What’s wrong with CSR?

15 Feb

Please note: this is not a principled attack on corporate social responsibility. Who would argue in favour of corporate irresponsibility? Certainly not Milton Friedman, whose famous attack on CSR remains a very potent one.

My objections come from two perspectives: the name is wrong, and the history is wrong.

Let's start with history.

Cadbury CSR is often presented as a towering achievement of late twentieth century stakeholder capitalism, and therefore as a grown-up strategic justification for public relations.

This narrative fails adequately to respond to the fate of such cynical cheerleaders for CSR as Enron.

It also airbrushes out the pioneering achievements of nineteenth century capitalists such as Sir Titus Salt, whose Saltaire near Bradford, begun in the 1850s, is now a World Heritage Site. Or Bournville in Birmingham or New Earswick in York – housing developments by two Quaker chocolate manufacturers, Cadbury's and Rowntree's, for their factory workers.

Sure, there was something paternalistic about these Christian capitalists who encouraged improving activities (institutes, schools, church, chapel or meeting house) over perceived bad practices (public houses).

But the advocates of CSR do not deny the rights of donors to pick their causes for maximum and sustained social impact.

What's wrong with the name?

People have been moving away from 'social' responsibility because of the rise of the environmental agenda – preferring instead the broader 'corporate responsibility' to refect the triple-bottom-line of 'people, planet, profits'.

The Stockholm Accords have thrown out the whole idea and replaced it with one word – sustainability. The Accords allow for both interpretations of this word: sustainable organisational success within a sustainable environment.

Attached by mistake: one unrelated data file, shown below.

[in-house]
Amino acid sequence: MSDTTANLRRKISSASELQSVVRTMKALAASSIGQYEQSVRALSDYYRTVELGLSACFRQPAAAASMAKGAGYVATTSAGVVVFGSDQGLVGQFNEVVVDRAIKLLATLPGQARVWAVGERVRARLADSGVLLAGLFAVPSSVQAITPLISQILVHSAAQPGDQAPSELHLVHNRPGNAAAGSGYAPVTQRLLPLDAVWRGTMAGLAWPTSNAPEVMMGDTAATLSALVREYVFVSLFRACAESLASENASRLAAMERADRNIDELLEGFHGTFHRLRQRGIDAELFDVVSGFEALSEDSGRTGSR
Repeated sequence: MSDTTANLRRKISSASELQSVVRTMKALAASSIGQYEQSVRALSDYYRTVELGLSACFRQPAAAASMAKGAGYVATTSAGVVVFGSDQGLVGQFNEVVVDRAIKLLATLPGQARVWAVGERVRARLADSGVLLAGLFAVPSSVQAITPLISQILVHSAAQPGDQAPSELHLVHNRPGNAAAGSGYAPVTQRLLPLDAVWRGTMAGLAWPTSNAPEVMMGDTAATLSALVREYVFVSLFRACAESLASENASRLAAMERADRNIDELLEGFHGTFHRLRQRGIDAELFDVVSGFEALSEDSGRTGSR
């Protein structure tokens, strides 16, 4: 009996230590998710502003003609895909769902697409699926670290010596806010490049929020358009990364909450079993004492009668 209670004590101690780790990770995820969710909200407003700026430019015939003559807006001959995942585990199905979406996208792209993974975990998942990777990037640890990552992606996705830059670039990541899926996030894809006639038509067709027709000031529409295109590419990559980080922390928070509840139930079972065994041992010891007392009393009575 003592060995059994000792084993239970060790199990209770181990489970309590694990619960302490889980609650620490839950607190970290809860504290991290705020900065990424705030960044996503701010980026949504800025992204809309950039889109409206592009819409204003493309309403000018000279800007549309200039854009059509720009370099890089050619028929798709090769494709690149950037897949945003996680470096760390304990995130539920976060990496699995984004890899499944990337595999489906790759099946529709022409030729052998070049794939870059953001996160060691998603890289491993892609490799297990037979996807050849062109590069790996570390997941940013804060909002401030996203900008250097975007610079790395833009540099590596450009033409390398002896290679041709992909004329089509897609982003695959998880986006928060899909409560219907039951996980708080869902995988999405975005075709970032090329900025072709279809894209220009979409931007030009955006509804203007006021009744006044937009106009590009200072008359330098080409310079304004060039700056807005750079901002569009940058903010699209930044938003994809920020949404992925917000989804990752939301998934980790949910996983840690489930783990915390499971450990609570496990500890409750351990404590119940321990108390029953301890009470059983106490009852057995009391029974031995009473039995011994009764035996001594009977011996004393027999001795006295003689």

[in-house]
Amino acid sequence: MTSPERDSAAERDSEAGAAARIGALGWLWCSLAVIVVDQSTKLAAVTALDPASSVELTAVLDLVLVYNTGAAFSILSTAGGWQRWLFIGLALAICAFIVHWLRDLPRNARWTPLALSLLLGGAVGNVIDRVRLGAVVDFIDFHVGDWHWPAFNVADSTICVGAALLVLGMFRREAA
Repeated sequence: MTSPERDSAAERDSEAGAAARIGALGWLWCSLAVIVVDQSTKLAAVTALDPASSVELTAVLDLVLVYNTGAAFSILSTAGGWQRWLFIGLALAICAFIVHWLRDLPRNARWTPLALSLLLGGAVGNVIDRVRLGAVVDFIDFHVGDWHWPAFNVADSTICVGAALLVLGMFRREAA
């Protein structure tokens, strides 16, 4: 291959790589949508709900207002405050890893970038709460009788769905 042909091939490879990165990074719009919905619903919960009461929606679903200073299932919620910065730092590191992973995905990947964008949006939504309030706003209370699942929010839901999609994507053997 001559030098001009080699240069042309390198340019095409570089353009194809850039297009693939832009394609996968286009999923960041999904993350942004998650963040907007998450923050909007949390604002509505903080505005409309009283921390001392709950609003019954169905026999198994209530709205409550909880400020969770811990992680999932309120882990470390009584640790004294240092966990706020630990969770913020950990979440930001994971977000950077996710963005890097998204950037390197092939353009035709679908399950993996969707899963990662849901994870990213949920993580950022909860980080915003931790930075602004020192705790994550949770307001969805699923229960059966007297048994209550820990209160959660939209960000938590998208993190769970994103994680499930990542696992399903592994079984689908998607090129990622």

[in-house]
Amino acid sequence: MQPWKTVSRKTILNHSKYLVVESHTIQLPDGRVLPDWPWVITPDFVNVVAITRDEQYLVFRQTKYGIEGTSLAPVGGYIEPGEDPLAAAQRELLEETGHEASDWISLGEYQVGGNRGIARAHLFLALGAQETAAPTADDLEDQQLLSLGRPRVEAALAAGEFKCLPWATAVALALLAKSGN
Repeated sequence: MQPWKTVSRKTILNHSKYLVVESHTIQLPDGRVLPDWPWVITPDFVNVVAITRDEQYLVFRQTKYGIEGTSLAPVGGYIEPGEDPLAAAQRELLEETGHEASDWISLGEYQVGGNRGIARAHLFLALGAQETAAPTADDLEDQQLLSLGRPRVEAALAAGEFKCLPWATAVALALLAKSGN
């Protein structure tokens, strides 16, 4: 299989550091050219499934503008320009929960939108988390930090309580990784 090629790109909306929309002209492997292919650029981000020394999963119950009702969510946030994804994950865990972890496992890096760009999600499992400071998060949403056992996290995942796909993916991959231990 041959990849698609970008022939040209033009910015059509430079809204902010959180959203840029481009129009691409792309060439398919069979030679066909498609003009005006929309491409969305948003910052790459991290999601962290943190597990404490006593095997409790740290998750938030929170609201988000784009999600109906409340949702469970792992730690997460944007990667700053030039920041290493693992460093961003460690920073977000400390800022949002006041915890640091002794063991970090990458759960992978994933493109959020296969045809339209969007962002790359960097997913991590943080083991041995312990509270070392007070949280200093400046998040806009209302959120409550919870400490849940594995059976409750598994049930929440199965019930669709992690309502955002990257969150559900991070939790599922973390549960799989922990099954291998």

Then there's the question of sustained legacies. Companies and organisations decline; people die; but a Peabody, a Rowntree or a Carnegie lives on through their legacies. Where are the great philanthropists from the twentieth century? Bill Gates and Warren Buffet head the list, but their achievements will belong to this present century.

Time for some perspective, please.

4 Responses to “What’s wrong with CSR?”

  1. Paul Seaman 15/02/2011 at 1:23 pm #

    Your remarks on CSR are spot on.
    As to sustainability, it is fine and important when it comes to profit – as the banks learned the hard way. But as to the rest its value appears to be that it is an ill-defined almost meaningless term that can mean whatever you want it to mean. The truth is that the only constant is change and disruption knocks sustainability for six – nothing therefore is really sustainable forever (ask Mr Mubarak).

  2. TSOU, HSIN-PEI 16/02/2011 at 9:00 am #

    I think though people have been moving out from social, they still feedback related with social as environment as you said.

  3. Ben Smith 21/02/2011 at 12:02 pm #

    Totally agree. CSR just has not had the impact it should have had. But I agree, nothing wrong with the concept, the way CSR has been implemented that has been the failure.
    Only a re brand and a move away from corporate speak can save it now!

  4. Tom Murphy 22/02/2011 at 7:39 pm #

    Interesting post Richard.
    I am somewhat torn on this one. While I agree with much of what you’ve written I wonder if we risk getting caught up on the nomenclature. For example there’s a lot of discussion around the adoption of the term ‘Corporate Citizenship’ – particularly in the US.
    There are many elements to what we describe today as CSR, so finding a suitable name/term is challenging. Personally I’m a big fan of calling things what they are and I think sustainability fails that test – how do you define it in a way that incorporates the growing breadth of areas involved?
    Of course, as is often the case, we’ll eventually agree on a term whether that’s CSR, CR, Sustainability or Citizenship. The key will be having clear definitions of what’s expected.
    Thanks
    Tom

Leave a Reply

Fill in your details below or click an icon to log in:

WordPress.com Logo

You are commenting using your WordPress.com account. Log Out / Change )

Twitter picture

You are commenting using your Twitter account. Log Out / Change )

Facebook photo

You are commenting using your Facebook account. Log Out / Change )

Google+ photo

You are commenting using your Google+ account. Log Out / Change )

Connecting to %s

%d bloggers like this: